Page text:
Forces of Habit

Drugs and the Making of the Modern World

Forces of Habit

What drives the drug trade, and how has it come to be what it is today? A global history of the acquisition of progressively more potent means of altering ordinary waking consciousness, this book is the first to provide the big picture of the discovery, interchange, and exploitation of the planet's psychoactive resources, from tea and kola to opiates and amphetamines. Les mer
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Vår pris: 324,-

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Bli med i fordelsklubben Vår historie og få fordelspris kr 275,-

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Forces of Habit

What drives the drug trade, and how has it come to be what it is today? A global history of the acquisition of progressively more potent means of altering ordinary waking consciousness, this book is the first to provide the big picture of the discovery, interchange, and exploitation of the planet's psychoactive resources, from tea and kola to opiates and amphetamines.

Introduction: The Psychoactive Revolution Part I: The Confluence of Psychoactive Resources 1. The Big Three: Alcohol, Tobacco, and Caffeine 2. The Little Three: Opium, Cannabis, and Coca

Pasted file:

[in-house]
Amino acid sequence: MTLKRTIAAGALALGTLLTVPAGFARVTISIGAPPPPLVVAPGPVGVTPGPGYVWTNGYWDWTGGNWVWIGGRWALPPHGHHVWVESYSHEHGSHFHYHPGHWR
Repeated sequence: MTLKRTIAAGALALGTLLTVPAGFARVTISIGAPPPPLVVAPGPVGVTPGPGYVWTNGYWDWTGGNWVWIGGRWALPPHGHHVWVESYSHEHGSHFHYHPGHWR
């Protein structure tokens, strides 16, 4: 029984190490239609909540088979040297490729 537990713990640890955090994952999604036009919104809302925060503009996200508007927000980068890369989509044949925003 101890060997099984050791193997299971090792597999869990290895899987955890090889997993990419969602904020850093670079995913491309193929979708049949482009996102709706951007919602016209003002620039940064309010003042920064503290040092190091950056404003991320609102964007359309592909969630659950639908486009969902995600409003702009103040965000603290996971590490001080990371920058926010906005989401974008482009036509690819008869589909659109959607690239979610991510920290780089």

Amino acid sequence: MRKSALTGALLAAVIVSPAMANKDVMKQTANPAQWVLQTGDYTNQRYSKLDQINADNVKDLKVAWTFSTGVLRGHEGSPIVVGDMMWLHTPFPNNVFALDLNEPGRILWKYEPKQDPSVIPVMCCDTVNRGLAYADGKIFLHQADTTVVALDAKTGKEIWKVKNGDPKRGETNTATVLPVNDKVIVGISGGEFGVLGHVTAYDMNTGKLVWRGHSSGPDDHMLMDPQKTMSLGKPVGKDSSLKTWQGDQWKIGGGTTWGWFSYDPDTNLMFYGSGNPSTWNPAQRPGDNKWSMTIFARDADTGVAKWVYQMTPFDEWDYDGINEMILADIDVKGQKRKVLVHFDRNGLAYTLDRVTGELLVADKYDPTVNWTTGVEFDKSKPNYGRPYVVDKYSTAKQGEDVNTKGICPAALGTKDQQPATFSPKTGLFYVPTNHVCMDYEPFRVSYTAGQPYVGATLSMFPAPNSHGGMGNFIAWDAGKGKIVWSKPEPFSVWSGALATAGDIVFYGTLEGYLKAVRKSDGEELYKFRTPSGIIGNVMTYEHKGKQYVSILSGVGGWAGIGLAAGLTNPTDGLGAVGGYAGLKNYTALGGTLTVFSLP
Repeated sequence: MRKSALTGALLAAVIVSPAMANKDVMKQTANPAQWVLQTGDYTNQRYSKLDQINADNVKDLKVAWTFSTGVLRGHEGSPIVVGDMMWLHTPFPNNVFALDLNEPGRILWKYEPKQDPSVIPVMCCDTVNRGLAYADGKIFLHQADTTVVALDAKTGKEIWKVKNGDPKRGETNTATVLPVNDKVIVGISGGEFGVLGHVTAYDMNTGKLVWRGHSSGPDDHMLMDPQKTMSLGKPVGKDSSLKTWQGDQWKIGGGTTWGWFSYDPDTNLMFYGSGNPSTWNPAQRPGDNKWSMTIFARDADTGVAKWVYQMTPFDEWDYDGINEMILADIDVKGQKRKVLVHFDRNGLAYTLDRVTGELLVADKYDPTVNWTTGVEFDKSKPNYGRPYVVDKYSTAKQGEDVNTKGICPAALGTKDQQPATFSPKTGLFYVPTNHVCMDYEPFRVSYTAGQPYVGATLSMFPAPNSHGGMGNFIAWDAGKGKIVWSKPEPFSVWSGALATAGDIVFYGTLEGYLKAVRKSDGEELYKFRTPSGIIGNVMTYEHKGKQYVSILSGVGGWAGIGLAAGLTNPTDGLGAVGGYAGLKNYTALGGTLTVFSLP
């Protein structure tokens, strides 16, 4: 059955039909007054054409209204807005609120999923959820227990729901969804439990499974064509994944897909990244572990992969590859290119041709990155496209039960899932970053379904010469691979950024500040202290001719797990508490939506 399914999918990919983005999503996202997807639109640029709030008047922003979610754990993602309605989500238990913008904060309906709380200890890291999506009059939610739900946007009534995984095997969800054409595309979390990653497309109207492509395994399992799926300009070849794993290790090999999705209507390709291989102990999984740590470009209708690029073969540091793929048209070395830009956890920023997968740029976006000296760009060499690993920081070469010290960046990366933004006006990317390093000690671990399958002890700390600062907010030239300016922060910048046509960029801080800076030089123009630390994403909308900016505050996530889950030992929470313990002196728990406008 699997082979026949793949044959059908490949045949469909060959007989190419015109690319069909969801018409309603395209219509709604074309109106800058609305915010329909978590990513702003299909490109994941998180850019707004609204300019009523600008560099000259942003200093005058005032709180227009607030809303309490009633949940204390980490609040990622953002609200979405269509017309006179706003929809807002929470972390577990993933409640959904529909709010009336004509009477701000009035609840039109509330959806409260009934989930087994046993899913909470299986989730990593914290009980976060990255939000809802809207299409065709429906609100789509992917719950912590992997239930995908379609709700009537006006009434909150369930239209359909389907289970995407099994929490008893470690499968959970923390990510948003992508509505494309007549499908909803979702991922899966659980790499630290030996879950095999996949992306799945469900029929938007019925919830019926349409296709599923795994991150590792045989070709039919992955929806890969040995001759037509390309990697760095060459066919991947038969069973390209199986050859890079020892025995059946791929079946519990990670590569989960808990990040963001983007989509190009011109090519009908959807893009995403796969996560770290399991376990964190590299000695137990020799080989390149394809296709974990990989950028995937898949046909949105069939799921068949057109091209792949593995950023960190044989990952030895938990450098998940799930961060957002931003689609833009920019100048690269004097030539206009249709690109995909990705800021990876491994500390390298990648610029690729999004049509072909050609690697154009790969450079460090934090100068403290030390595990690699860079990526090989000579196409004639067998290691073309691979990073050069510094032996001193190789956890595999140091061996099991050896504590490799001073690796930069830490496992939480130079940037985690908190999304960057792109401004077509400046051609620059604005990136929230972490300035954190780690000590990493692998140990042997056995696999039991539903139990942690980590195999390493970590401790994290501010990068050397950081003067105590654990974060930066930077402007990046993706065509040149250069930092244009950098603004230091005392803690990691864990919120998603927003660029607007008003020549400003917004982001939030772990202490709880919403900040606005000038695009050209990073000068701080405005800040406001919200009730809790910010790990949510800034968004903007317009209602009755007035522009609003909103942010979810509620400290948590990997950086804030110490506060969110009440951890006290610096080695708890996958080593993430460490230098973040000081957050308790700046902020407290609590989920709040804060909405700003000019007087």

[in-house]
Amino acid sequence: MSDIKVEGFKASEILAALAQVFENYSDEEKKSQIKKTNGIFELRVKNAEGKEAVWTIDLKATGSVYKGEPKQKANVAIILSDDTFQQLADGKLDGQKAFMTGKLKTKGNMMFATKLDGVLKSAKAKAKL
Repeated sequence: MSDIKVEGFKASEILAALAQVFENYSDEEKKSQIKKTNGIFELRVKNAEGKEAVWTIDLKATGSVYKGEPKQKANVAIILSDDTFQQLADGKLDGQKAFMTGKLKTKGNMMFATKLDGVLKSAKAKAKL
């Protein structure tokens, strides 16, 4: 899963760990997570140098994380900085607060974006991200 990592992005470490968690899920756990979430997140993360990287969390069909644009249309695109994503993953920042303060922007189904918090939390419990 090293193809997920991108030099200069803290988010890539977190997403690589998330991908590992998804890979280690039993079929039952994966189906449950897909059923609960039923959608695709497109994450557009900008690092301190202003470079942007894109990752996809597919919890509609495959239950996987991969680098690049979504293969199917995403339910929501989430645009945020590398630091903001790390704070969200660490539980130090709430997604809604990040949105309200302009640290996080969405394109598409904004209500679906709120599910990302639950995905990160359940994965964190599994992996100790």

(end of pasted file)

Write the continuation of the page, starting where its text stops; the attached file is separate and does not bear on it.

Whether talking about America or China, caffeine or nicotine, Antiquity or Modernity, Courtwright has a sureness of touch and a completeness of information which are consistently impressive. His book is geographically and chronologically comprehensive. Forces of Habit is beautifully written in a controlled, easy, fluent style. This book should be of interest to a wide range of scholarly and lay readers in the fields of history, medicine, health-policy, politics, legal studies, international relations. There is no other book like it. -- Roy Porter, author of Creation of the Modern World (Harvard) Courtwright underlines the contingent and historical aspect of the circumstances that have allowed some psychoactive substances to be defined as licit and the others as illicit. The book covers an enormous range of material, time, and place. Courtwright has a good eye for the telling incident or policy reflection. Coherent and comprehensive. -- Charles E. Rosenberg, University of Pennsylvania

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